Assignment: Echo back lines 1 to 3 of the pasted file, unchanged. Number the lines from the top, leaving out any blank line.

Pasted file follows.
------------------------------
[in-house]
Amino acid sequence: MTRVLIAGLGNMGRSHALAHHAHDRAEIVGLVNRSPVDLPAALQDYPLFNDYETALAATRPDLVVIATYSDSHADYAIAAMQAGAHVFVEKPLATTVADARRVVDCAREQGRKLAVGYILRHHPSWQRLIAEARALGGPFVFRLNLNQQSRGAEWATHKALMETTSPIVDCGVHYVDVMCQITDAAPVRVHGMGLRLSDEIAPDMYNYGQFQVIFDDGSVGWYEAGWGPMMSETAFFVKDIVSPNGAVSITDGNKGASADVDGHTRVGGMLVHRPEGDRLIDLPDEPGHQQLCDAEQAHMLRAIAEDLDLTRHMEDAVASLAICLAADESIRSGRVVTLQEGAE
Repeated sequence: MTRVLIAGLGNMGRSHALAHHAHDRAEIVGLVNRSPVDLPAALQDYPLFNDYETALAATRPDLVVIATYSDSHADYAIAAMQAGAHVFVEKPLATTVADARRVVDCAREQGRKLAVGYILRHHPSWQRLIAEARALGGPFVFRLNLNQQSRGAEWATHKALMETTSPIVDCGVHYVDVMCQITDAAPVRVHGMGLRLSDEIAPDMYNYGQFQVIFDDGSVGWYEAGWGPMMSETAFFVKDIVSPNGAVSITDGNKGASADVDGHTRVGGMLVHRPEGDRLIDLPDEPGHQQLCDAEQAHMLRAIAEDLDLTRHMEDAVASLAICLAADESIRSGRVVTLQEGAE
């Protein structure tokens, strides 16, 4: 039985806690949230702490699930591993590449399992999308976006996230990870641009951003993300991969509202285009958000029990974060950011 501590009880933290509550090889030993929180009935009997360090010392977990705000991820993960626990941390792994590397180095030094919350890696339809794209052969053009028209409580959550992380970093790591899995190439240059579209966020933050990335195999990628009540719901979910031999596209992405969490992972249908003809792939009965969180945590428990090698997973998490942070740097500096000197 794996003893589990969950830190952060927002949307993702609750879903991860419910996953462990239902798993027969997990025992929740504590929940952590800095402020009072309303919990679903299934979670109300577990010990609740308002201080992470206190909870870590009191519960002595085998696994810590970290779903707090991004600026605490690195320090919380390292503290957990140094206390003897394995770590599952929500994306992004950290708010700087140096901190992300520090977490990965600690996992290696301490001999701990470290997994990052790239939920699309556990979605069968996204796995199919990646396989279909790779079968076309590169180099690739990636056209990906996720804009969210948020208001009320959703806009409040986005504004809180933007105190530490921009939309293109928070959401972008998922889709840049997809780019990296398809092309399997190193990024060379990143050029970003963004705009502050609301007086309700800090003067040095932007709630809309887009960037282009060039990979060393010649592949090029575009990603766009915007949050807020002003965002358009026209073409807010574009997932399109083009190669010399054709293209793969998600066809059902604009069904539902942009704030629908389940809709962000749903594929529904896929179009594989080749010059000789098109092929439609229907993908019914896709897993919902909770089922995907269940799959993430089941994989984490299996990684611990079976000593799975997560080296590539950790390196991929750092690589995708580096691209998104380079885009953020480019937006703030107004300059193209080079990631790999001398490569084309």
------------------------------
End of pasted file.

[in-house]
Amino acid sequence: MTRVLIAGLGNMGRSHALAHHAHDRAEIVGLVNRSPVDLPAALQDYPLFNDYETALAATRPDLVVIATYSDSHADYAIAAMQAGAHVFVEKPLATTVADARRVVDCAREQGRKLAVGYILRHHPSWQRLIAEARALGGPFVFRLNLNQQSRGAEWATHKALMETTSPIVDCGVHYVDVMCQITDAAPVRVHGMGLRLSDEIAPDMYNYGQFQVIFDDGSVGWYEAGWGPMMSETAFFVKDIVSPNGAVSITDGNKGASADVDGHTRVGGMLVHRPEGDRLIDLPDEPGHQQLCDAEQAHMLRAIAEDLDLTRHMEDAVASLAICLAADESIRSGRVVTLQEGAE
Repeated sequence: MTRVLIAGLGNMGRSHALAHHAHDRAEIVGLVNRSPVDLPAALQDYPLFNDYETALAATRPDLVVIATYSDSHADYAIAAMQAGAHVFVEKPLATTVADARRVVDCAREQGRKLAVGYILRHHPSWQRLIAEARALGGPFVFRLNLNQQSRGAEWATHKALMETTSPIVDCGVHYVDVMCQITDAAPVRVHGMGLRLSDEIAPDMYNYGQFQVIFDDGSVGWYEAGWGPMMSETAFFVKDIVSPNGAVSITDGNKGASADVDGHTRVGGMLVHRPEGDRLIDLPDEPGHQQLCDAEQAHMLRAIAEDLDLTRHMEDAVASLAICLAADESIRSGRVVTLQEGAE